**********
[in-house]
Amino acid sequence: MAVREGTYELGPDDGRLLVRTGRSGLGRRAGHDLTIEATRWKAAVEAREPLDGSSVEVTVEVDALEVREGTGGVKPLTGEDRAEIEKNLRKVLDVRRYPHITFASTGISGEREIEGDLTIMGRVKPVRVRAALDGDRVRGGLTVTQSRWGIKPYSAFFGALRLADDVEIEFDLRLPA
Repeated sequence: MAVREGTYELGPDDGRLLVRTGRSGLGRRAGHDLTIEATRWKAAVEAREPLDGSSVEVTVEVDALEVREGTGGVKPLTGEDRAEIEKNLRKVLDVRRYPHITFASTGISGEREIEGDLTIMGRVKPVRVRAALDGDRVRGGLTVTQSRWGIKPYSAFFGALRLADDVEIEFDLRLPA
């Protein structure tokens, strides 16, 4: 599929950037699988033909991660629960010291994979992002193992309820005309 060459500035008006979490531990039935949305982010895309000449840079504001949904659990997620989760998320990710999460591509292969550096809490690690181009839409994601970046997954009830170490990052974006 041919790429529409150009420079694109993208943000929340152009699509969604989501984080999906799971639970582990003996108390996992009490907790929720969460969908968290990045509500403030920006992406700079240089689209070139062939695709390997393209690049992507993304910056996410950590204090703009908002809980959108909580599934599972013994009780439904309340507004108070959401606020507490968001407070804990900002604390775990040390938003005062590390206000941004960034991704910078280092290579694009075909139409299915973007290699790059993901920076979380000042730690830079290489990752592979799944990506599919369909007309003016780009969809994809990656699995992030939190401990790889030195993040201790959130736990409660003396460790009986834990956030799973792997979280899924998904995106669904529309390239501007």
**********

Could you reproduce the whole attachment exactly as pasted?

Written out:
[in-house]
Amino acid sequence: MAVREGTYELGPDDGRLLVRTGRSGLGRRAGHDLTIEATRWKAAVEAREPLDGSSVEVTVEVDALEVREGTGGVKPLTGEDRAEIEKNLRKVLDVRRYPHITFASTGISGEREIEGDLTIMGRVKPVRVRAALDGDRVRGGLTVTQSRWGIKPYSAFFGALRLADDVEIEFDLRLPA
Repeated sequence: MAVREGTYELGPDDGRLLVRTGRSGLGRRAGHDLTIEATRWKAAVEAREPLDGSSVEVTVEVDALEVREGTGGVKPLTGEDRAEIEKNLRKVLDVRRYPHITFASTGISGEREIEGDLTIMGRVKPVRVRAALDGDRVRGGLTVTQSRWGIKPYSAFFGALRLADDVEIEFDLRLPA
């Protein structure tokens, strides 16, 4: 599929950037699988033909991660629960010291994979992002193992309820005309 060459500035008006979490531990039935949305982010895309000449840079504001949904659990997620989760998320990710999460591509292969550096809490690690181009839409994601970046997954009830170490990052974006 041919790429529409150009420079694109993208943000929340152009699509969604989501984080999906799971639970582990003996108390996992009490907790929720969460969908968290990045509500403030920006992406700079240089689209070139062939695709390997393209690049992507993304910056996410950590204090703009908002809980959108909580599934599972013994009780439904309340507004108070959401606020507490968001407070804990900002604390775990040390938003005062590390206000941004960034991704910078280092290579694009075909139409299915973007290699790059993901920076979380000042730690830079290489990752592979799944990506599919369909007309003016780009969809994809990656699995992030939190401990790889030195993040201790959130736990409660003396460790009986834990956030799973792997979280899924998904995106669904529309390239501007």